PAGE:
What makes a hero? That’s the question at the heart of Ms. Marvel on Disney +. Our heroine is Kamala Khan, a self-described fangirl who loves the Avengers and has a real talent for YouTube content. However, she’s very much at an age where there’s pressure to have her life all figured out. That’s a lot of stress on a teenager! However, star Iman Vellani absolutely nails the characterization of Ms. Marvel and a warm group of family and friends make this Marvel Cinematic Universe outing absolutely soar.
At home, Kamala is the daughter of Yusuf (Mohan Kapur) and Muneeba (Zenobia Shroff). Her older brother Amir (Saagar Shaikh) is about to get married. The family dynamic is quickly formed in the opening minutes as the teenager is trying to pass her driving test. It’s one of the silliest gags we’ve seen in the MCU in some time. However, it instantly endears you to this girl and her parents.
Kapur brings an instant warmth to Yusuf (and a hilarious moment with body paint) and Muneeba will strike a chord with anyone whose mom tried to protect their children at any cost, though without being overbearing. You might be expecting them to be too harsh, but both parents just want their daughter to be happy. It’s a refreshing choice on the part of producers Adil El Arbi and Bilall Fallah.
Those two were tasked with quite a mission; Kamala Khan is nothing short of a phenomenon among young comics fans. Some sections of the Internet might be gripping, but if you look at the Young Adult readership sales charts, the numbers speak for themselves. When the first images of her powers debuted and longtime fans saw things were going to be different, there was some understandable concern, but Arbi and Fallah have figured out one important thing working with Sana Amanat and the rest of Marvel: What really matters is Kamala Khan. Throughout the episodes available to the press, it is wildly clear that this is a story about Ms. Marvel and that character is here and realized in a very similar fashion to her origins on the page.
All the mysteries have not been fulfilled yet, but there’s no question that Vellani feels like the character come to life. There’s adolescent daydreaming, subtle effects that externalize inner dialogue, and the kind of banter you would expect from High School students. Kamala’s friends are going to be fan favorites, too. Nakia (Yasmeen Fletcher) will serve as a bit of an inspiration for young viewers who have not seen themselves reflected on screen in a property like this. (There is bound to be a Scarlet Scarab-esque moment with Nakia before the end of this series.) Bruno has grown up as part of the family and provides “Man in the chair” duties for Ms. Marvel and also seems to be very protective of his friends. Kamran (Rish Shah) is mysterious, cool, and going to be a hit on the convention circuit.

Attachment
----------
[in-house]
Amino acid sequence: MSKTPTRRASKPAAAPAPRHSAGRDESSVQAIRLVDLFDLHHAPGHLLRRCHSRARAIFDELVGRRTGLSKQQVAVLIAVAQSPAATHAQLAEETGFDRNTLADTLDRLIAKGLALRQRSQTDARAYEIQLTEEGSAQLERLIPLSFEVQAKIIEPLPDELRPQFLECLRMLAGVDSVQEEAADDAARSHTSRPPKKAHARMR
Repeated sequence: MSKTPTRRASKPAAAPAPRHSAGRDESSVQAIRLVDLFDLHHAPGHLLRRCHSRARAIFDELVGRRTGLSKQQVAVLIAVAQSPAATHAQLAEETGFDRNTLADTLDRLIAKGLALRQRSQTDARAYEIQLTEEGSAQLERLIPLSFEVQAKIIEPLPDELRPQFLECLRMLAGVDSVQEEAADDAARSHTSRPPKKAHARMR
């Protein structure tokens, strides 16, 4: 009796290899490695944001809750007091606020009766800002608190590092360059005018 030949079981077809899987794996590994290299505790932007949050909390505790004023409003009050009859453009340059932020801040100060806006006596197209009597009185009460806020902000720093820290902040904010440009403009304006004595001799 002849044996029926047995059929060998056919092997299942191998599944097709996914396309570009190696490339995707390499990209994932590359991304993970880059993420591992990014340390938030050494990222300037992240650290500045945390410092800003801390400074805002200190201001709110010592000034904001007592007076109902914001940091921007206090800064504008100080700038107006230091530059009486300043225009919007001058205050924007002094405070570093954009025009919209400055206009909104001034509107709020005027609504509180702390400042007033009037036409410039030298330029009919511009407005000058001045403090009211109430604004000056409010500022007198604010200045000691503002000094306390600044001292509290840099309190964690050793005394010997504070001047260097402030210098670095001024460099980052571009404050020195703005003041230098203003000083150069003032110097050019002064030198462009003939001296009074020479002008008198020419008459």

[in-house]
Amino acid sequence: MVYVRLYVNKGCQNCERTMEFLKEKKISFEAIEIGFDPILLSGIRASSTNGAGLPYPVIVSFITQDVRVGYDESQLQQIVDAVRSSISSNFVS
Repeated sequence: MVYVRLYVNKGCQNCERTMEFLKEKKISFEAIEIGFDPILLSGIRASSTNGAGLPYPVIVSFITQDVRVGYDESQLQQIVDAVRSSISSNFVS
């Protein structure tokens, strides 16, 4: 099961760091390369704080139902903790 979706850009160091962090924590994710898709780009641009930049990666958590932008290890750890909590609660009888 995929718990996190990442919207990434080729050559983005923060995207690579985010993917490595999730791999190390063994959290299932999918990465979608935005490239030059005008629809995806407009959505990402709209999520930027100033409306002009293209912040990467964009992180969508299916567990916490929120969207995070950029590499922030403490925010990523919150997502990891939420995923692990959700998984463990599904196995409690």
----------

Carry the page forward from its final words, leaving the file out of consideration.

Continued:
While the CGI action is there in the doses you would expect from the MCU, what really drives Ms. Marvel is that there are really no characters that you do not want to be around. In all of these characters, you see a little bit of your family or friends, which is a winning formula for both the show and Marvel at large.
A lot of commentators have argued that Phase 4 of the MCU has lacked a singular focus, but Ms. Marvel might tip the studio’s entire hand. With characters like these, all you have to do to get people invested is have them play off of each other. By the end of the Disney + show, the audience will be willing to follow them anywhere.
The Marvels might be just around the corner, but Kamala is going to be a star before that adventure lifts off next year. Ms. Marvel lays a great foundation for the character among casual audiences. Who is she? Well, the Disney + show argues that she’s a hero and a pretty awesome one at that.
Rating: 5 out of 5
Ms. Marvel premieres on Disney + on June 8th.